NORTH KINGSTOWN – As Gov. Dan McKee looked on, construction workers lugged chunks of asphalt away from a big hole they've dug in the ground in the Quonset Business Park.
It may not have seemed like much, but the scene on Thursday was evidence of the progress that developers are already making on Rhode Island’s first utility-scale offshore wind farm.
So McKee took the opportunity to get an up-close look at some of the onshore excavation work to make way for the transmission cable that will run from an electrical substation in the state-owned business park to the 65-turbine project known as Revolution Wind, which will be built about 15 miles south of Little Compton.
“Wind is the future of our state. It’s our energy source,” said McKee, who was flanked by union leaders and executives from Ørsted and Eversource, the energy companies partnering on the wind farm.
Revolution Wind is making progress, but offshore wind's future is complicated
The event couldn’t have come at a more complicated time for the offshore wind industry. On the one hand, the first two large offshore wind projects in the nation are in construction in the waters off Rhode Island and Massachusetts.
On the other, a series of projects that were set to follow in their footsteps have run into dire straits, victims of inflation and supply chain problems. Just two weeks ago, Ørsted, the Danish company that is the world’s leading offshore wind developer, dropped plans for a pair of proposals off the New Jersey coast, writing off $4 billion in costs.
But on the same day, the company recommitted to its joint venture with Eversource, a New England utility, to develop Revolution Wind, which with a capacity of 704 megawatts would supply enough power for 350,000 homes. The majority of its production would go to Rhode Island electric customers, while Connecticut users would get the rest.
Ørsted owns the Block Island Wind Farm, the five-turbine test project in Rhode Island state waters that in 2016 became America’s inaugural offshore wind farm. The Revolution project builds on the company’s existing investments in the state, said Troy Patton, head of program execution, Americas, for Ørsted.
“We’re doubling down on that commitment with Revolution Wind,” he said.
Transmission system is getting an upgrade
After a key approval came through from the federal government this past summer, the joint venture started work on the land portion of the cable route. The cable is set to run from the wind farm in Rhode Island Sound, up Narragansett Bay to the south end of Quonset.
Crews there used a horizontal directional drill to clear a path deep underground for the cable to make landfall. And now they’re building the conduit under roads in the business park along the mile-long path connecting the landfall point to the site of an existing substation that Eversource will rebuild for the project.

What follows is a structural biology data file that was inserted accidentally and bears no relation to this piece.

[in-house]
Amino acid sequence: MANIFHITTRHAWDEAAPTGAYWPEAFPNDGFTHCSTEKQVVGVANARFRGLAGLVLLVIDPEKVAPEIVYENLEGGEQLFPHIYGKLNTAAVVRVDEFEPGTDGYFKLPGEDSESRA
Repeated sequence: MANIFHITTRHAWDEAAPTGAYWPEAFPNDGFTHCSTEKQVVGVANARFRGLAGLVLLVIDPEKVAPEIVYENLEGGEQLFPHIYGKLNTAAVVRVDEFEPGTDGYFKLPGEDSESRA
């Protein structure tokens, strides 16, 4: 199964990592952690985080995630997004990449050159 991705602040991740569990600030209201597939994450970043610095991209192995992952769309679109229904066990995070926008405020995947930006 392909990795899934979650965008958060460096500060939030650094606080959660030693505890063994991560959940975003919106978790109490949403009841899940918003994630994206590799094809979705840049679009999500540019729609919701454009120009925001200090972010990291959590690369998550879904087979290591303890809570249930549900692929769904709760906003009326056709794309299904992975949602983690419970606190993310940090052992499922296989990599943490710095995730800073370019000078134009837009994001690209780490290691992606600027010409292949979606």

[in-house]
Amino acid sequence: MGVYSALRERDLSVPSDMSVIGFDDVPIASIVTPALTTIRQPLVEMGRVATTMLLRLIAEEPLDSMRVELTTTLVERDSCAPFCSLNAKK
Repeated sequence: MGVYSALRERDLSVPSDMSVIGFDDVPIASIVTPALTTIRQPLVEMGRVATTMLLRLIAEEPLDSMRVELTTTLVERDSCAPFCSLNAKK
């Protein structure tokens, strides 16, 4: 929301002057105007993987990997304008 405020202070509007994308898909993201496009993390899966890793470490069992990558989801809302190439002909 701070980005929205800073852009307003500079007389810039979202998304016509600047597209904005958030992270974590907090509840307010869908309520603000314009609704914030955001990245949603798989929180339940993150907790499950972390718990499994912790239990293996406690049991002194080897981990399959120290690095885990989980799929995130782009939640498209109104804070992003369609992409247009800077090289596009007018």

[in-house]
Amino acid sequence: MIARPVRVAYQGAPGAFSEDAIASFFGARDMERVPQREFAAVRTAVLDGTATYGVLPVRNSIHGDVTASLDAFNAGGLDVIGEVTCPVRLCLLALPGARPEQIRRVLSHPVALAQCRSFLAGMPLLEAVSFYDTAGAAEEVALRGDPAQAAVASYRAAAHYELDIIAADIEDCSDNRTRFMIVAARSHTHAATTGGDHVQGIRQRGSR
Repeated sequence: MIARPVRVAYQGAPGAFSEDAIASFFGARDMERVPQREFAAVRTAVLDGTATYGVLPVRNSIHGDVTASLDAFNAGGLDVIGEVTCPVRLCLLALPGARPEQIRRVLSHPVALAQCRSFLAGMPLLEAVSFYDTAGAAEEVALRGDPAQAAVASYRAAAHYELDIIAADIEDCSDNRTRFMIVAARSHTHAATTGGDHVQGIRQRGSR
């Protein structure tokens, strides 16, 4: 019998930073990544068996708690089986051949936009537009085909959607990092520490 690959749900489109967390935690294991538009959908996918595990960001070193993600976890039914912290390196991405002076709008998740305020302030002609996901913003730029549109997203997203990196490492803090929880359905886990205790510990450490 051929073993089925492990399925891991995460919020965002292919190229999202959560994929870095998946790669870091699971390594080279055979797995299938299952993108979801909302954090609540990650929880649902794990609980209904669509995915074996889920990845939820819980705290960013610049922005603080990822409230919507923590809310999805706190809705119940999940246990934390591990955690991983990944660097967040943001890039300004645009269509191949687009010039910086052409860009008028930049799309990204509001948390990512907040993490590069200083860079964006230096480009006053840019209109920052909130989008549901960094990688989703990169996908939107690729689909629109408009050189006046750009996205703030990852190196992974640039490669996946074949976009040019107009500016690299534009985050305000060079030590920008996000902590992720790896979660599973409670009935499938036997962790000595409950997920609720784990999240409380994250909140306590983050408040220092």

Meanwhile, Rhode Island Energy, which owns the power grid in the state, is spending $125 million to upgrade the transmission system around the substation to help facilitate the delivery of power from the wind farm, which is expected to be completed in 2025. It’s part of a $2-billion investment the company is planning to bring more renewables into the grid and modernize the electric system, said its president Dave Bonenberger.
Rhode Island Energy is also soliciting proposals for up to another 1,200 megawatts of offshore wind as part of a process that’s being coordinated with Connecticut and Massachusetts. After a previous solicitation resulted in the company rejecting a second phase of the Revolution project because of its high costs, policymakers are hoping that economies of scale resulting from the regional approach will lead to more affordable prices.
Asked if he’s worried about the escalating prices for offshore wind, McKee said he wants to see what comes out of the process. He pointed to the state’s bet on the Block Island Wind Farm. The project is costing ratepayers hundreds of millions of dollars, but it helped lead to Revolution Wind, which is projected to lead to net savings. He said the state shouldn’t stop exploring offshore wind options.
“If we took that position a few years back, we wouldn’t be here today talking about electrifying over a couple hundred thousand homes in the state of Rhode Island at price points that are going to help improve energy costs,” McKee said.